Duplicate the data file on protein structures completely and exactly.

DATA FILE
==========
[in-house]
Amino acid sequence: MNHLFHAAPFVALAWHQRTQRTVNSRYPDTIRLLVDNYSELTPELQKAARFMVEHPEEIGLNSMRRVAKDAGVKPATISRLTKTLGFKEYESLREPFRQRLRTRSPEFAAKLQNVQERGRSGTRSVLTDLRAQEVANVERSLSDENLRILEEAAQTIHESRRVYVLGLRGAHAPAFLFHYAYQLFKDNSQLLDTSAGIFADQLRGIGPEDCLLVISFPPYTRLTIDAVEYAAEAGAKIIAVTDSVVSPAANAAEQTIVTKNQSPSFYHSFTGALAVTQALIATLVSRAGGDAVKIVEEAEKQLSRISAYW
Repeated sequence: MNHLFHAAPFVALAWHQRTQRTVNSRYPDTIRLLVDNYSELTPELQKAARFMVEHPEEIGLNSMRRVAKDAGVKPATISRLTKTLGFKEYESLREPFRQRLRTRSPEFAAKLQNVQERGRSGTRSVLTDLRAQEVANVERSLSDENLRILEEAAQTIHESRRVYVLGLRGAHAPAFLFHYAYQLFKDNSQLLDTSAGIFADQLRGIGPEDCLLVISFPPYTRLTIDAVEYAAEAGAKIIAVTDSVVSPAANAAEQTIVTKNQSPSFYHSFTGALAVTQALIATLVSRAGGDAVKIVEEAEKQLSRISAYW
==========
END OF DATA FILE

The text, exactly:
[in-house]
Amino acid sequence: MNHLFHAAPFVALAWHQRTQRTVNSRYPDTIRLLVDNYSELTPELQKAARFMVEHPEEIGLNSMRRVAKDAGVKPATISRLTKTLGFKEYESLREPFRQRLRTRSPEFAAKLQNVQERGRSGTRSVLTDLRAQEVANVERSLSDENLRILEEAAQTIHESRRVYVLGLRGAHAPAFLFHYAYQLFKDNSQLLDTSAGIFADQLRGIGPEDCLLVISFPPYTRLTIDAVEYAAEAGAKIIAVTDSVVSPAANAAEQTIVTKNQSPSFYHSFTGALAVTQALIATLVSRAGGDAVKIVEEAEKQLSRISAYW
Repeated sequence: MNHLFHAAPFVALAWHQRTQRTVNSRYPDTIRLLVDNYSELTPELQKAARFMVEHPEEIGLNSMRRVAKDAGVKPATISRLTKTLGFKEYESLREPFRQRLRTRSPEFAAKLQNVQERGRSGTRSVLTDLRAQEVANVERSLSDENLRILEEAAQTIHESRRVYVLGLRGAHAPAFLFHYAYQLFKDNSQLLDTSAGIFADQLRGIGPEDCLLVISFPPYTRLTIDAVEYAAEAGAKIIAVTDSVVSPAANAAEQTIVTKNQSPSFYHSFTGALAVTQALIATLVSRAGGDAVKIVEEAEKQLSRISAYW